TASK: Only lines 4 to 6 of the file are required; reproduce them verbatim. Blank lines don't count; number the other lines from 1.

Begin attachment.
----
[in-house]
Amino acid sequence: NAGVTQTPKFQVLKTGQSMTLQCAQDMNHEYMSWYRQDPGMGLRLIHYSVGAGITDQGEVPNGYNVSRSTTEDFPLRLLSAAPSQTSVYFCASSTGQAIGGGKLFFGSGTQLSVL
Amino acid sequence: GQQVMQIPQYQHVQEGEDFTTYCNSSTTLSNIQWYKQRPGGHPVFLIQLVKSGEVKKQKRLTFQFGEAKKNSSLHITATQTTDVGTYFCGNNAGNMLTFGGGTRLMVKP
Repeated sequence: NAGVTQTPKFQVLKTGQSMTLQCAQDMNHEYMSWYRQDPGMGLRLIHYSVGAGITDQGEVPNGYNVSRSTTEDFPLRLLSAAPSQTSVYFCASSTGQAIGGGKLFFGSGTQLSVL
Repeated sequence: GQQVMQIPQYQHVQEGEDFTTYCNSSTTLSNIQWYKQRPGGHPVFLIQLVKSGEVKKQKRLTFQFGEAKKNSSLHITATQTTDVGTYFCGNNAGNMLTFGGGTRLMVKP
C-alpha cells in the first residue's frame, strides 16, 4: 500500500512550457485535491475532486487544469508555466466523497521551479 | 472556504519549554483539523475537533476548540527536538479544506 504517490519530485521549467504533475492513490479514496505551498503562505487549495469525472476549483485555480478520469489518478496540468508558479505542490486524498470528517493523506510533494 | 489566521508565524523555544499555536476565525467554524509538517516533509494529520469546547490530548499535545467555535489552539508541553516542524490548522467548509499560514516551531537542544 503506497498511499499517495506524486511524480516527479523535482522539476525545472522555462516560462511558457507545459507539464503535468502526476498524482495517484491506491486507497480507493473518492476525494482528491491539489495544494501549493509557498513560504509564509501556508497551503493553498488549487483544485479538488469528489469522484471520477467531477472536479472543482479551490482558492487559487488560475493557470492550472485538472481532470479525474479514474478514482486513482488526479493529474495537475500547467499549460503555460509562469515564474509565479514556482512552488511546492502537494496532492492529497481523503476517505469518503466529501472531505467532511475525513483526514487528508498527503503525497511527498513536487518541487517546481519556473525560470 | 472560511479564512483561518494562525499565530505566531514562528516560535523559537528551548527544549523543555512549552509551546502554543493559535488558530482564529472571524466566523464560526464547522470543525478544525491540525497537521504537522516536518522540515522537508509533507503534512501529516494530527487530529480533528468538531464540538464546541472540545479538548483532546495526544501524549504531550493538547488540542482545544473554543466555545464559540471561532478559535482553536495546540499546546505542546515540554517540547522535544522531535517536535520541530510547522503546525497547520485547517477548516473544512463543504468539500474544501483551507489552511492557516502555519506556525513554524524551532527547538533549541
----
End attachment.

Repeated sequence: NAGVTQTPKFQVLKTGQSMTLQCAQDMNHEYMSWYRQDPGMGLRLIHYSVGAGITDQGEVPNGYNVSRSTTEDFPLRLLSAAPSQTSVYFCASSTGQAIGGGKLFFGSGTQLSVL
Repeated sequence: GQQVMQIPQYQHVQEGEDFTTYCNSSTTLSNIQWYKQRPGGHPVFLIQLVKSGEVKKQKRLTFQFGEAKKNSSLHITATQTTDVGTYFCGNNAGNMLTFGGGTRLMVKP
C-alpha cells in the first residue's frame, strides 16, 4: 500500500512550457485535491475532486487544469508555466466523497521551479 | 472556504519549554483539523475537533476548540527536538479544506 504517490519530485521549467504533475492513490479514496505551498503562505487549495469525472476549483485555480478520469489518478496540468508558479505542490486524498470528517493523506510533494 | 489566521508565524523555544499555536476565525467554524509538517516533509494529520469546547490530548499535545467555535489552539508541553516542524490548522467548509499560514516551531537542544 503506497498511499499517495506524486511524480516527479523535482522539476525545472522555462516560462511558457507545459507539464503535468502526476498524482495517484491506491486507497480507493473518492476525494482528491491539489495544494501549493509557498513560504509564509501556508497551503493553498488549487483544485479538488469528489469522484471520477467531477472536479472543482479551490482558492487559487488560475493557470492550472485538472481532470479525474479514474478514482486513482488526479493529474495537475500547467499549460503555460509562469515564474509565479514556482512552488511546492502537494496532492492529497481523503476517505469518503466529501472531505467532511475525513483526514487528508498527503503525497511527498513536487518541487517546481519556473525560470 | 472560511479564512483561518494562525499565530505566531514562528516560535523559537528551548527544549523543555512549552509551546502554543493559535488558530482564529472571524466566523464560526464547522470543525478544525491540525497537521504537522516536518522540515522537508509533507503534512501529516494530527487530529480533528468538531464540538464546541472540545479538548483532546495526544501524549504531550493538547488540542482545544473554543466555545464559540471561532478559535482553536495546540499546546505542546515540554517540547522535544522531535517536535520541530510547522503546525497547520485547517477548516473544512463543504468539500474544501483551507489552511492557516502555519506556525513554524524551532527547538533549541